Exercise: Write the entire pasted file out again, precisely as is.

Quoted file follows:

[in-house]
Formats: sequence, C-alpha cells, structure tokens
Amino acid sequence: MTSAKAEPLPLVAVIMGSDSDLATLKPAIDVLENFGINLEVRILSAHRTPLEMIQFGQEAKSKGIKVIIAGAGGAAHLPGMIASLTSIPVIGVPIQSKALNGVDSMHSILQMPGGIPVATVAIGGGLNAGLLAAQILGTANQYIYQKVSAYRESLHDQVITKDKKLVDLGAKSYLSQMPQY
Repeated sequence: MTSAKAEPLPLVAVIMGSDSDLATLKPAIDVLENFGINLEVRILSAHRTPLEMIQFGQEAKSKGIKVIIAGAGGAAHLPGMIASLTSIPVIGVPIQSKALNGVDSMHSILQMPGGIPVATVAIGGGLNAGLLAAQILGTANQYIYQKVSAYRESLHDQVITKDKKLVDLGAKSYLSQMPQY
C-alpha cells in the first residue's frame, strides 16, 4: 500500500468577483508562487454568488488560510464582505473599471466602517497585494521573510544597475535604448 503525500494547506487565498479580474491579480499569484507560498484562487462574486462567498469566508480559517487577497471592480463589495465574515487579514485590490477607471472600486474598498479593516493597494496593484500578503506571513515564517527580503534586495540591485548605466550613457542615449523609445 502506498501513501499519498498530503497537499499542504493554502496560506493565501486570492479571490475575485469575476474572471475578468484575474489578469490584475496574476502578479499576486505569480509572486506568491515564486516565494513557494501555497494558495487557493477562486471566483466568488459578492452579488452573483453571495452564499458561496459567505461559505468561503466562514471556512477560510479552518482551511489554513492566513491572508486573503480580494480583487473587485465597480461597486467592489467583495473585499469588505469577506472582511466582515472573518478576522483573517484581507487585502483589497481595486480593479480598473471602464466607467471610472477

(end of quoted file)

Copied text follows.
[in-house]
Formats: sequence, C-alpha cells, structure tokens
Amino acid sequence: MTSAKAEPLPLVAVIMGSDSDLATLKPAIDVLENFGINLEVRILSAHRTPLEMIQFGQEAKSKGIKVIIAGAGGAAHLPGMIASLTSIPVIGVPIQSKALNGVDSMHSILQMPGGIPVATVAIGGGLNAGLLAAQILGTANQYIYQKVSAYRESLHDQVITKDKKLVDLGAKSYLSQMPQY
Repeated sequence: MTSAKAEPLPLVAVIMGSDSDLATLKPAIDVLENFGINLEVRILSAHRTPLEMIQFGQEAKSKGIKVIIAGAGGAAHLPGMIASLTSIPVIGVPIQSKALNGVDSMHSILQMPGGIPVATVAIGGGLNAGLLAAQILGTANQYIYQKVSAYRESLHDQVITKDKKLVDLGAKSYLSQMPQY
C-alpha cells in the first residue's frame, strides 16, 4: 500500500468577483508562487454568488488560510464582505473599471466602517497585494521573510544597475535604448 503525500494547506487565498479580474491579480499569484507560498484562487462574486462567498469566508480559517487577497471592480463589495465574515487579514485590490477607471472600486474598498479593516493597494496593484500578503506571513515564517527580503534586495540591485548605466550613457542615449523609445 502506498501513501499519498498530503497537499499542504493554502496560506493565501486570492479571490475575485469575476474572471475578468484575474489578469490584475496574476502578479499576486505569480509572486506568491515564486516565494513557494501555497494558495487557493477562486471566483466568488459578492452579488452573483453571495452564499458561496459567505461559505468561503466562514471556512477560510479552518482551511489554513492566513491572508486573503480580494480583487473587485465597480461597486467592489467583495473585499469588505469577506472582511466582515472573518478576522483573517484581507487585502483589497481595486480593479480598473471602464466607467471610472477